Meg Dunn, who writes at the excellent history website, Northern Colorado History, has an in-depth article on Hugo Frey here, so I’ll just cover some highlights of his life, but definitely check out her writing, especially her five-part series on the rise of the KKK in Colorado in the 1920s.
Hugo Evon Frey’s story takes place over three distinct chapters: South Sea Navy Adventures, Colorado Public Figure, and California Newsman. He writes extensively about his time in the Navy in his memoir, Hugo’s Odyssey, a nod to the Homeric epic, which he published in 1942.
South Sea Navy Adventures
He joined the Navy during Teddy Roosevelt’s term in office (1901-1909), when the president was building the country’s naval force under the motto, “speak softly and carry a big stick.” Frey was a Chief Quartermaster in Aviation, if I’m reading his rating correctly: Chf. Q. M. Av.
Frey was stationed in Pago Pago, Samoa for several of the most formative years of his life. He regularly interacted with people he’d never have seen in Fort Collins, such as cannibals, native tribal leaders, and publicly nude people. But above all, he had adventures that would supply him with a lifetime of stories, like swimming races, haunted caves, an octopus attack, and learning the language of the Samoan people.
Frey later gave public talks to the people of Fort Collins about his time in Samoa, according to articles written 10 or so years after his service. During U.S. involvement in WWI (1917-1918), he urged his audiences to enlist in the Navy as soon as the country was enrolling again. This was advice he’d take up himself in a few months, with unforeseen consequences.
Colorado Public Figure
After returning to the states, Hugo Frey moved back to Fort Collins where he held several positions in the public sphere, notably as a Justice of the Peace and as a Judge. Despite his formal position, Frey was not above taking justice into his own hands, literally, when he reportedly punched a man who defamed and spit on the flag.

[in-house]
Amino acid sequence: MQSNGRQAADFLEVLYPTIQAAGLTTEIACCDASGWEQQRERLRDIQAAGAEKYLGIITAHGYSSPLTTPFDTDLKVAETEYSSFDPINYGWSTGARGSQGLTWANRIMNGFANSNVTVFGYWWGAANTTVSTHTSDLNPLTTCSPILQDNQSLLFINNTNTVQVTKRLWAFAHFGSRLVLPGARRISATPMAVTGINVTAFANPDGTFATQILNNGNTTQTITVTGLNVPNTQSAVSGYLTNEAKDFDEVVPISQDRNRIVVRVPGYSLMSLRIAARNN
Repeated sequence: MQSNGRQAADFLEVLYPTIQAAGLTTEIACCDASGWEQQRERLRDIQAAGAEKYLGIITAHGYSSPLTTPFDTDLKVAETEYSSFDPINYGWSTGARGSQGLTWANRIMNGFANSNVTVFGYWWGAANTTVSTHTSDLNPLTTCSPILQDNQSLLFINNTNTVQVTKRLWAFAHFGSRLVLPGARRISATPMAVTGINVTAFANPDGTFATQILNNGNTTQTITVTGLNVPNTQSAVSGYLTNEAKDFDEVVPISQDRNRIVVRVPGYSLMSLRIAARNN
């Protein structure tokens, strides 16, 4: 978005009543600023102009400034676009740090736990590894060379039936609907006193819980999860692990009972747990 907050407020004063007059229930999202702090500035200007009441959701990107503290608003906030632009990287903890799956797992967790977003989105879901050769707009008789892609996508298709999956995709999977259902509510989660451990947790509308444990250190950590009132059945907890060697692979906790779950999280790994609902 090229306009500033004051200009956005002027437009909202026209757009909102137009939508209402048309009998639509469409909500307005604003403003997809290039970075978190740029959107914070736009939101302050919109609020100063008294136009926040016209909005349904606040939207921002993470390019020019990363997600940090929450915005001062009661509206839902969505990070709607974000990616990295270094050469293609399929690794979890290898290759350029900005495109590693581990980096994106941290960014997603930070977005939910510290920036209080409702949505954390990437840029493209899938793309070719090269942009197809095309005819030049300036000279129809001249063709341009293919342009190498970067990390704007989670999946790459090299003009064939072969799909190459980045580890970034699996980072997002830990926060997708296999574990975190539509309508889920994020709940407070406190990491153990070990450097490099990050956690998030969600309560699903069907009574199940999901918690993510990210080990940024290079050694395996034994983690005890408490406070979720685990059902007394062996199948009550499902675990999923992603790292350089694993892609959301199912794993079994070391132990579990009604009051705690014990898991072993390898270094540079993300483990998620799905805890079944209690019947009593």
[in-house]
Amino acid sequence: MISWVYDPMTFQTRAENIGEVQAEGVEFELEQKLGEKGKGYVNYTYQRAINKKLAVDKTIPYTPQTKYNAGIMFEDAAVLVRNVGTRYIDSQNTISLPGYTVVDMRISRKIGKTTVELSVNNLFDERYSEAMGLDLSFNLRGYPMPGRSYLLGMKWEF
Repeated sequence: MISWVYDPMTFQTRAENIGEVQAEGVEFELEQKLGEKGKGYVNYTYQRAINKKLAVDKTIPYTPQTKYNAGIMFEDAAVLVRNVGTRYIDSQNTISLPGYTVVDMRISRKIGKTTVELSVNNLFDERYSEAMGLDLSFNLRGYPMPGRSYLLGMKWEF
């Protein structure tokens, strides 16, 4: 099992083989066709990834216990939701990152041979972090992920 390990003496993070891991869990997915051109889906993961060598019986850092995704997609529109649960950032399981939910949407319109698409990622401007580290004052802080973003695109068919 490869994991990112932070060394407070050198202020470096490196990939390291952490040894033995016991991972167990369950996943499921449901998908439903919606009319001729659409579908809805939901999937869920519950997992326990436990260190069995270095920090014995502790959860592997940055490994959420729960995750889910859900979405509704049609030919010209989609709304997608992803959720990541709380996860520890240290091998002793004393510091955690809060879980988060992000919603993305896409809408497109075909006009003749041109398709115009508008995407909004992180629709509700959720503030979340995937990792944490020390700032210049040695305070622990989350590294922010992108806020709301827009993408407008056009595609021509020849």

Frey was also a curious businessman who heard about the burgeoning industry of ready-to-eat breakfast cereals like Grape Nuts, Shredded Wheat, and Corn Flakes, and the rise of cereal manufacturing companies like Post, Kellogg’s, and Quaker Oats. His idea was to use alfalfa, a grain introduced to Colorado by John Brisben Walker, as the primary ingredient in his cereal. The idea never quite panned out, perhaps because alfalfa is only delicious to rabbits and cows.
On September 18, 1918, at age 35, Frey enlisted in the WWI draft. He could not have known that the war would be over in less than two months, which makes what happened next that much more devastating. He was soon sent to the Naval Station Great Lakes in northern Illinois, which trained 125,000 sailors during the Great War, including the famous composer and band leader, Lt. John Philip Sousa. After arriving at the Navy’s only boot camp, Frey received vaccinations that would leave him “invalid” for almost two years.
However, by 1920, despite having been “at the point of death for many months,” Hugo Frey was on the road to recovery. He was also on the road to California (shout out to my OC heads), where he would receive further treatment for his illness.
Frey, along with his wife Ada and their two kids, lived out the rest of his life in Long Beach, California, where Frey wrote for the local paper, the Long Beach Telegram.
He wrote his memoir, Hugo’s Odyssey, in 1942, perhaps in another effort to help boost support for Naval enlistment in WWII, or maybe because he just wanted to share his adventures in Samoa with the world. Hugo Frey died in 1962 in California at the age of 78.